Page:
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Windows XP > Windows XP, Installing and Setup

Windows XP File System: NTFS

By: Arie Slob

One of the first choices you have to make when you install (or upgrade to) Windows XP is the file system. FAT(32) or NTFS.

This is really an easy choice. There's only one reason not to choose NTFS; if you need to have an operating system which can't read NTFS (Win9x, MS-DOS etc.) to be able to access the partition. This limitation only applies to the local machine. If you want to access an NTFS drive across a network, any OS can access the NTFS partition.

When installing Windows XP on a hard disk with a volume greater than 32GB, you must use NTFS. (Windows XP can read FAT32 formatted drives/volumes > 32GB, but cannot create/format them as FAT32).

People who work with large files (video/audio) will also need to use NTFS at a certain point: FAT32 supports a maximum (single) file size of 4GB, which is roughly 20 minutes of video. NTFS doesn't have this restriction.


NTFS stands for New Technology File System. Microsoft created NTFS to compensate for the features it felt FAT (File Allocation Table) was lacking. These features include increased fault tolerance and enhanced security.

Windows XP's NTFS has several enhancements over Windows 2000 NFTS (but is compatible with it). Overall Microsoft managed to improve NTFS performance by 5 to 8 percent, making NFTS performance similar to FAT. Also new in this version is the ability to do a quick-format during Windows XP setup. There are a number of other improvements, some of which I'll mention later in this article.

Fault Tolerance

NTFS repairs hard disk errors automatically without displaying an error message. When Windows XP writes a file to an NTFS partition, it keeps a copy of the file in memory. It then checks the file to make sure it matches the copy stored in memory. If the copies don't match, Windows marks that section of the hard disk as bad and won't use it again (Cluster Remapping). Windows then uses the copy of the file stored in memory to rewrite the file to an alternate location on the hard disk. If the error occurred during a read, NTFS returns a read error to the calling program, and the data is lost.


NTFS has many security options. You can grant various permissions to directories and to individual files. These permissions protect files and directories locally and remotely.

NTFS also includes the Encrypting File System (EFS). EFS uses public key security to encrypt files on an NTFS volume, preventing unauthorized users from accessing those files. Encryption ensures that only the authorized users and designated recovery agents of that file or folder can access it.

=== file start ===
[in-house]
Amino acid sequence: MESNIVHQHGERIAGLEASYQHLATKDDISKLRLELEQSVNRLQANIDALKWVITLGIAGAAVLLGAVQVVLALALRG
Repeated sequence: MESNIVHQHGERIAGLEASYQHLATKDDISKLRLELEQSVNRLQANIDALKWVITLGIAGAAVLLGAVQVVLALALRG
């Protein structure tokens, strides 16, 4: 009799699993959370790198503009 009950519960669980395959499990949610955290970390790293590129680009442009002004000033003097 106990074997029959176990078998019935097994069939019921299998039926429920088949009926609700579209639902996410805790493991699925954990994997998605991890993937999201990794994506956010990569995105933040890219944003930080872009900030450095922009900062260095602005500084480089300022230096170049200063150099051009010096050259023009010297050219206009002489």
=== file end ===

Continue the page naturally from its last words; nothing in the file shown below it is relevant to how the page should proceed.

Users of EFS are issued a digital certificate with a public key and a private key pair. EFS uses the key set for the user who is logged on to the local computer where the private key is stored. Users work with encrypted files and folders just as they do with any other files and folders. Encryption is transparent to any authorized users; the system decrypts the file or folder when the user opens it. When the file is saved, encryption is reapplied. However, intruders who try to access the encrypted files or folders receive an "Access denied" message if they try to open, copy, move, or rename the encrypted file or folder.

Note I: EFS is not available in Windows XP Home Edition.
Note II: It is recommended that you encrypt at the folder level to ensure that new files are automatically encrypted and that temporary files created during the editing process remain encrypted.

NTFS Security

File Compression

Another advantage to NTFS is native support for file compression. The NTFS compression offers you the opportunity to compress individual files and folders of your choice. Because compression is implemented within NTFS, any Windows-based program can read and write compressed files; there is no need to manually "uncompress" the file(s) first.

Note: The compression algorithms in NTFS support cluster sizes of up to 4KB. When the cluster size is greater than 4KB on an NTFS volume, none of the NTFS compression features are available.

NTFS Advanced Attributes

Disk Quotas

Disk quotas allow administrators to manage the amount of disk space allotted to individual users, charging users only for the files they own. Windows XP enforces quotas on a per-user and per-volume basis.

Disk quotas are transparent to the user. When a user views the available disk space for the volume, the system reports only the user's available quota allowance. If the user exceeds this allowance, the system indicates that the disk is full.

Disk Quotas

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